Let's say the task did not allow me to use either the MICE package or RMS / HMISC to perform survival analysis on multiply imputed data. I had to impute 5 different data sets and calculate separate hazard ratios in each of these.

I need to pool the hazard ratio from each set to one "average" / "pooled" hazard ratio but how is that done? I've searched the web but can't find no formula or package that would facilitate this.

Now, there are plenty of information on pooling hazard ratios for meta-analyses but recall that my estimates originate from the same data which was used to impute 5 complete data sets.


Averaging the coefficients just means that: compute the hazard ratios in each of your dataset, add them and divide by 5 (= the number of imputed datasets).

However, Rubin's rules assume that the sampling distribtution (actually, the posterior distribution) of the estimates is normal. This is more likely to be true for log(hazard ratios) than hazard ratios. Remember that a normal distribution covers all negative and positive numbers, while a hazard ratio cannot be negative. So more often the log-hazard ratios are combined using Rubin's rules and than the combined log-hazard ratio is transformed to hazard ratios.

  • $\begingroup$ Thanks @Maarten Buis. Can you recall any reference with the equation to perform the calculation? $\endgroup$ – Adam Robinsson Sep 25 '15 at 8:09
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    $\begingroup$ Any book on missing data includes the Rubin's rules, e.g.: Paul D. Allison (2002) Missing Data. Thousand Oaks: Sage. Joseph L. Schafer (1997) Analysis of Incomplete Multivariate Data. Boca Raton: Chapman & Hall/CRC. Roderick J.A. Little and Donald B. Rubin (2002) Statistical Analysis with Missing Data. second edition. Hoboken: Wiley Interscience. $\endgroup$ – Maarten Buis Sep 25 '15 at 9:11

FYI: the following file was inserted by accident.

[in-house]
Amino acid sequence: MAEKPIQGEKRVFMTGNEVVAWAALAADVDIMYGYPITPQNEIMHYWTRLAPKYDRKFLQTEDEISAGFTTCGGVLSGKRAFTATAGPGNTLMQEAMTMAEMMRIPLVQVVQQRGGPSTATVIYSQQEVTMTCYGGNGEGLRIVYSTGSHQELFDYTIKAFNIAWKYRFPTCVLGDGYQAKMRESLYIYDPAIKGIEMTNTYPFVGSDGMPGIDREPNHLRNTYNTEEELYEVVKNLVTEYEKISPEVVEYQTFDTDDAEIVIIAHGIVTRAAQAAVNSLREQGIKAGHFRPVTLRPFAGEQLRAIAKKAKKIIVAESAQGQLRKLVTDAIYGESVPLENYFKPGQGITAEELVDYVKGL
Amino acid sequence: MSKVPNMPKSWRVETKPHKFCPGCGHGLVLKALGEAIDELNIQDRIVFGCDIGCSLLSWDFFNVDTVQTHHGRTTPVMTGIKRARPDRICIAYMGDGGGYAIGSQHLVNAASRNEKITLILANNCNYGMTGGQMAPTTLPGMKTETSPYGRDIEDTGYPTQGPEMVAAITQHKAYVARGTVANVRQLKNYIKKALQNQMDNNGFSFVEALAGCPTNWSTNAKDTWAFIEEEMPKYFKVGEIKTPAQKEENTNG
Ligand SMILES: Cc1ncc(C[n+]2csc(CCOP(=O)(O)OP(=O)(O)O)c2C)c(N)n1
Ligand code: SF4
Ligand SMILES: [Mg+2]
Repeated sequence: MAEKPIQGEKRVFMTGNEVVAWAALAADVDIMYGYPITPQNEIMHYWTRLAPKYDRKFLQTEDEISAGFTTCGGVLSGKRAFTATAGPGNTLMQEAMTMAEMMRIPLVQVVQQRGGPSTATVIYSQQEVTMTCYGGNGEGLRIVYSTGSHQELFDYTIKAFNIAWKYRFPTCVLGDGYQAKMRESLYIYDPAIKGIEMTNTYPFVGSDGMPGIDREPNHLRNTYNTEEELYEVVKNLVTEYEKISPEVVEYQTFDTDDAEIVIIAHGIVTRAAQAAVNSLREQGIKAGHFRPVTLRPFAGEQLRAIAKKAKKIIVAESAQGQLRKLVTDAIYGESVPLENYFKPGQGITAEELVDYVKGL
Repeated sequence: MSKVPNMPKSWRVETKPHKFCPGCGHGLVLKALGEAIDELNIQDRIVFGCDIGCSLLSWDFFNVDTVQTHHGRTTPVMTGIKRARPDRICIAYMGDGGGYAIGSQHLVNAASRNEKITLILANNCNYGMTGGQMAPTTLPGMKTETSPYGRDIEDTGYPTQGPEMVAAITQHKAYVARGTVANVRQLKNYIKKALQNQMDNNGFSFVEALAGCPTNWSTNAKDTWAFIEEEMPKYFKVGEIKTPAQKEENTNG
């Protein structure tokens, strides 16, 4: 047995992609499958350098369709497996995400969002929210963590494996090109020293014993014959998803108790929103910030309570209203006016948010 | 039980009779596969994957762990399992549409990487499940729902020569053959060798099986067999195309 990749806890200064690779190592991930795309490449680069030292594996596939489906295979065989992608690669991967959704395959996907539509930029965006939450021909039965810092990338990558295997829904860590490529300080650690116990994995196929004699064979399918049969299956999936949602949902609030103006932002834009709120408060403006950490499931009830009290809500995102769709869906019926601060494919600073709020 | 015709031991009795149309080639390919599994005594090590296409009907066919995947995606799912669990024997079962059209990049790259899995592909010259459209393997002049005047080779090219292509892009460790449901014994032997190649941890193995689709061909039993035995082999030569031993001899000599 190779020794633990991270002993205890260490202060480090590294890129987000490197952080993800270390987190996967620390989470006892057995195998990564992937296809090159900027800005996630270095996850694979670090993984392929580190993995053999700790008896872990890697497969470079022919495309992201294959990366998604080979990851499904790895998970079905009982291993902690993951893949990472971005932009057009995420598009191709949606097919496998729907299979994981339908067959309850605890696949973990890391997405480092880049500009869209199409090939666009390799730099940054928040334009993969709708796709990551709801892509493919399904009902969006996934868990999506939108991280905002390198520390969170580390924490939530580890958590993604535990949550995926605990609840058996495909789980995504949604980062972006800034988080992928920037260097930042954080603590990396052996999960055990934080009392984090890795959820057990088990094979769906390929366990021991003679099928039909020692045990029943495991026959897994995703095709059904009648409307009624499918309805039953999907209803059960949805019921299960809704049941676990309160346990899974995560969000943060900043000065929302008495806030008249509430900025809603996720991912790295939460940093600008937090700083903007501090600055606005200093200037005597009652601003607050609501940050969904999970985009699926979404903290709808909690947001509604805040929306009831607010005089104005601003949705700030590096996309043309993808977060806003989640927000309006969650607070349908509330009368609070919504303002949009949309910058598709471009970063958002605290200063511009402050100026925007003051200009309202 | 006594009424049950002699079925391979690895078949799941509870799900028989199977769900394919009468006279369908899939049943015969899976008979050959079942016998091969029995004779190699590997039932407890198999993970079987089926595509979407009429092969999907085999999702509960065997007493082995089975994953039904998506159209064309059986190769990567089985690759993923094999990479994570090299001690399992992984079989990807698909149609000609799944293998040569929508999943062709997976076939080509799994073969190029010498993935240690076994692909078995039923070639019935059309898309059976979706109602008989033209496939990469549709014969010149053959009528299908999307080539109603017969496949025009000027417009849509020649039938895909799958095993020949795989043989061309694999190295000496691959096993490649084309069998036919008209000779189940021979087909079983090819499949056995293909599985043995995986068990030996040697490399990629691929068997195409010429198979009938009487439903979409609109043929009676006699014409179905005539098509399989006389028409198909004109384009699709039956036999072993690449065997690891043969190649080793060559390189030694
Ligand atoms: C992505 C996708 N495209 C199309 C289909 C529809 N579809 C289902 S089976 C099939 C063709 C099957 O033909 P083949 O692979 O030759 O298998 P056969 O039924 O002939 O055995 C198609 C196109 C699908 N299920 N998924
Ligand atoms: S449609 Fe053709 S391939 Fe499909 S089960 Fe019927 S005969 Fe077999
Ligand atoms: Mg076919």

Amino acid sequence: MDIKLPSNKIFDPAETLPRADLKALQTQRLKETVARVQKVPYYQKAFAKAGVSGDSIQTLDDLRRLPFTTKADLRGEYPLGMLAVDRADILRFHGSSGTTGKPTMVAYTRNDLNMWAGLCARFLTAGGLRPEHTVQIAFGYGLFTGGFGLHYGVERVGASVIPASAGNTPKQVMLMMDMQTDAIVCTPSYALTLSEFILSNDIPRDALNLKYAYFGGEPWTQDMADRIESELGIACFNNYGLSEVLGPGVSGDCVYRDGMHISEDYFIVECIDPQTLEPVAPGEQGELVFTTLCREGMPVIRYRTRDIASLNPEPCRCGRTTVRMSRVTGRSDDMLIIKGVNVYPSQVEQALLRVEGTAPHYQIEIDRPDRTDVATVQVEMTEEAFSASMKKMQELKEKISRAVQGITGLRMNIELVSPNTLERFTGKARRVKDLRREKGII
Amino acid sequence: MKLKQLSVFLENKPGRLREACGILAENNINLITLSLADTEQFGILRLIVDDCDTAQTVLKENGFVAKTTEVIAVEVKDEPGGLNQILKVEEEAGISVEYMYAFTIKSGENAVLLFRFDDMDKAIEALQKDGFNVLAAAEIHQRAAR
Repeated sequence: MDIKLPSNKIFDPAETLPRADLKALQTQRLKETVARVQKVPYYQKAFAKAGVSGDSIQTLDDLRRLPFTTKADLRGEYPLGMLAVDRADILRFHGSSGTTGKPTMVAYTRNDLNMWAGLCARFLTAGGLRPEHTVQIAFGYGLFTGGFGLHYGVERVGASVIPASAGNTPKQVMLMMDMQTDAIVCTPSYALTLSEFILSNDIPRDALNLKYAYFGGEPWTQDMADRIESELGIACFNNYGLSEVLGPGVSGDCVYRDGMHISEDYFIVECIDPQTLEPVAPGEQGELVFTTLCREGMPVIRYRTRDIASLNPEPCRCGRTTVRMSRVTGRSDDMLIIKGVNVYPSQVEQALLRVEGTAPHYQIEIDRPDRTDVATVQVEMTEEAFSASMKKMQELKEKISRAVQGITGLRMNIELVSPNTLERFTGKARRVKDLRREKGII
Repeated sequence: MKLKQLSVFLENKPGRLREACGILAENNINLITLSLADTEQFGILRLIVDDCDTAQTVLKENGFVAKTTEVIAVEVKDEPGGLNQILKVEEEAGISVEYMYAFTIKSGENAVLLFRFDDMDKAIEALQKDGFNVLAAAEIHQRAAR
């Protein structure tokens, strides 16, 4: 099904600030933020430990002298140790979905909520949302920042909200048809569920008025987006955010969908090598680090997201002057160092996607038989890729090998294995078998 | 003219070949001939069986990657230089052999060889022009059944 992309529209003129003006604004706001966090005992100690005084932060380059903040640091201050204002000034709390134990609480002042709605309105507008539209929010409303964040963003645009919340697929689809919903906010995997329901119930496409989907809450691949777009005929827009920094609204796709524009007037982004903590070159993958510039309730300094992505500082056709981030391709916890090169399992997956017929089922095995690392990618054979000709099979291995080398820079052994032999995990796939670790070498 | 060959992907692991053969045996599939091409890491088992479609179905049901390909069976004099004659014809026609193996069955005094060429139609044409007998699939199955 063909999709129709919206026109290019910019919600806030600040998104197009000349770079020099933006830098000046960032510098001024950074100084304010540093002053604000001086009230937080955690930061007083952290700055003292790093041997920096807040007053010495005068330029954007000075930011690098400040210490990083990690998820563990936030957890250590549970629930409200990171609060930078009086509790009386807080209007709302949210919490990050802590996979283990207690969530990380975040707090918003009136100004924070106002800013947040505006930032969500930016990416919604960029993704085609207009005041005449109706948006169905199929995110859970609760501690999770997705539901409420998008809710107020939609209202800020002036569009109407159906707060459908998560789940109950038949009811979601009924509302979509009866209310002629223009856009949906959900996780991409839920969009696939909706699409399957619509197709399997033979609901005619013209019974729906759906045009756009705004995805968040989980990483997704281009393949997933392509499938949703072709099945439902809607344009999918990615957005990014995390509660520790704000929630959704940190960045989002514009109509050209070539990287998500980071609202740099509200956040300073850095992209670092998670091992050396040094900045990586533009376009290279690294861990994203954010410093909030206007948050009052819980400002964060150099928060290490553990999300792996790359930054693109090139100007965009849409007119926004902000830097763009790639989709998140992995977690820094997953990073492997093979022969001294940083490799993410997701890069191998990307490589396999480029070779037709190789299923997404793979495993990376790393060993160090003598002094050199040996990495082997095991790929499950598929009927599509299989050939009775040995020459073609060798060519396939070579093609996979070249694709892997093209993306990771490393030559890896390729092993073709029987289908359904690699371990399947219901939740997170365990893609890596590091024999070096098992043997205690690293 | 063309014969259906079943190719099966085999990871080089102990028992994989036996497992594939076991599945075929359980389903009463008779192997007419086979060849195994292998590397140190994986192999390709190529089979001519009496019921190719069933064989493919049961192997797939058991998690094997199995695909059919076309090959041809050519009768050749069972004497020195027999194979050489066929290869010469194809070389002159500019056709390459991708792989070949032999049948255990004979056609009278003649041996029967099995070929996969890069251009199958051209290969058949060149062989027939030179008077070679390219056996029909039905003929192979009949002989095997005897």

• $\begingroup$ Indeed I think it would hold better for the log(hazard ratios), i.e. the regression coefficient from the Cox model. This way, the maximum likelihood estimate follows an asymptotic normal distribution. $\endgroup$ – Theodor Sep 25 '15 at 14:17
  • $\begingroup$ I really appreciate the answers, however the source I found dealt with this issue in terms of pure mathematical equations, which makes it difficulr for me to apply. Did I understand it correctly that the hazard ratio, lower and upper bound is obtained by averaging the log of each one of these? Sounds a bit too simple... No standarderror to consider? 😎 $\endgroup$ – Adam Robinsson Sep 25 '15 at 15:05
  • $\begingroup$ biomedcentral.com/1471-2288/9/57 was a bit equatious... $\endgroup$ – Adam Robinsson Sep 25 '15 at 15:07

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